Firms still have to do further work to identify the full range of their benchmark activities and improve their management of the associated risks, the UK’s Financial Conduct Authority (FCA) says.
The FCA today publishes its thematic review of oversight and controls of financial benchmarks, which follows misconduct in relation to benchmarks, such as the Libor-fixing case when banks rigged the London interbank offered rate to boost profits.
The FCA says some progress had been made on improving the oversight and controls around benchmarks, but that application of the lessons learned from Libor and other cases had been “uneven across the industry and often lacked the urgency required given the severity of recent failings”.
Tracey McDermott, director of supervision – investment, wholesale and specialists, at the FCA, says: “Firms should have in place systems to manage the risks posed by benchmark activities and to address the weaknesses that have previously been identified.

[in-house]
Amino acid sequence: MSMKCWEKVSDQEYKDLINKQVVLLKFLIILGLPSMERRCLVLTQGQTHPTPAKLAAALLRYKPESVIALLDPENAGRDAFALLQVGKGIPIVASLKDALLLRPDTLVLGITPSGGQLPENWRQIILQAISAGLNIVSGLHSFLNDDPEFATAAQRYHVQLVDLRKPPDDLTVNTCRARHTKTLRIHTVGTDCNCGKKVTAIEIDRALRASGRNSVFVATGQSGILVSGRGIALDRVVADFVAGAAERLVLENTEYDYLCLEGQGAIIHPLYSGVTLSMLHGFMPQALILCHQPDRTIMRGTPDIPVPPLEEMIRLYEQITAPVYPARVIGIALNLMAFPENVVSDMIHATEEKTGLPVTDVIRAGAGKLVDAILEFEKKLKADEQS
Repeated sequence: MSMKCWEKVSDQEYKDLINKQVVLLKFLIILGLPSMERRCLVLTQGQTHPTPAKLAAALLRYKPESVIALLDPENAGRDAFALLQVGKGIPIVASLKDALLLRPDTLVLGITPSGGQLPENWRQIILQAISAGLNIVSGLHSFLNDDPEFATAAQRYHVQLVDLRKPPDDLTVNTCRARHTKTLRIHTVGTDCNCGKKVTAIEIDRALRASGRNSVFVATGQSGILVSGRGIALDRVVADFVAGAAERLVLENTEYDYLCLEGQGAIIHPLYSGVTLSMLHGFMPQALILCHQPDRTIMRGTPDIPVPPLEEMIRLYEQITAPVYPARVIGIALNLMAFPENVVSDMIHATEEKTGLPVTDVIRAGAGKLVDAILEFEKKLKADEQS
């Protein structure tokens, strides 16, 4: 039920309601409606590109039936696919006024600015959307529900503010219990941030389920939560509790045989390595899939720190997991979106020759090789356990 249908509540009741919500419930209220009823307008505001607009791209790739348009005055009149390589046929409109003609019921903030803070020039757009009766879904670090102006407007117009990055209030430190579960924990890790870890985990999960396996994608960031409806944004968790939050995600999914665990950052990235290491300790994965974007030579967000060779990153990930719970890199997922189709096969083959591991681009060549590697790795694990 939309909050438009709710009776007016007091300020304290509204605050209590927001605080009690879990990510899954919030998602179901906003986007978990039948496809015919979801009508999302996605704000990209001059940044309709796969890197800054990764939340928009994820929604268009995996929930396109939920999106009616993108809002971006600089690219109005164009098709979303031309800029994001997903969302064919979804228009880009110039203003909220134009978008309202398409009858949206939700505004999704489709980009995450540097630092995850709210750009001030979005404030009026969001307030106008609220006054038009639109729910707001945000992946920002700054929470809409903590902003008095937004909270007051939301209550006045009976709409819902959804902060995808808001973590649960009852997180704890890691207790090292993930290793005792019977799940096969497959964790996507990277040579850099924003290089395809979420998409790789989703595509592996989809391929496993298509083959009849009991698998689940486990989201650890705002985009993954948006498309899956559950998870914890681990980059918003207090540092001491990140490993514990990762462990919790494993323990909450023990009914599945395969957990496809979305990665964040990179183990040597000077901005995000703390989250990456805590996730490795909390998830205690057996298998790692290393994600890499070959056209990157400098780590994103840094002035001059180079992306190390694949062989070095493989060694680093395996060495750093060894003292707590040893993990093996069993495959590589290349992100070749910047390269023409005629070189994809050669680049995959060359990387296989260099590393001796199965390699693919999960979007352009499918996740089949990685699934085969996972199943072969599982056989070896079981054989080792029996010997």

“We recognise that this is a significant task and firms had made some improvements, but the consistency of implementation and speed at which these changes have been taking place is disappointing.”
The FCA found that firms were failing to identify a wide enough scope of benchmark activities by interpreting the definition of a benchmark given by the International Organization of Securities Commissions too narrowly.
In addition, some firms had not made sufficient effort to properly identify the conflicts of interest that could arise from their businesses and benchmark activities.
The FCA is writing to firms involved in the review to provide individual feedback.
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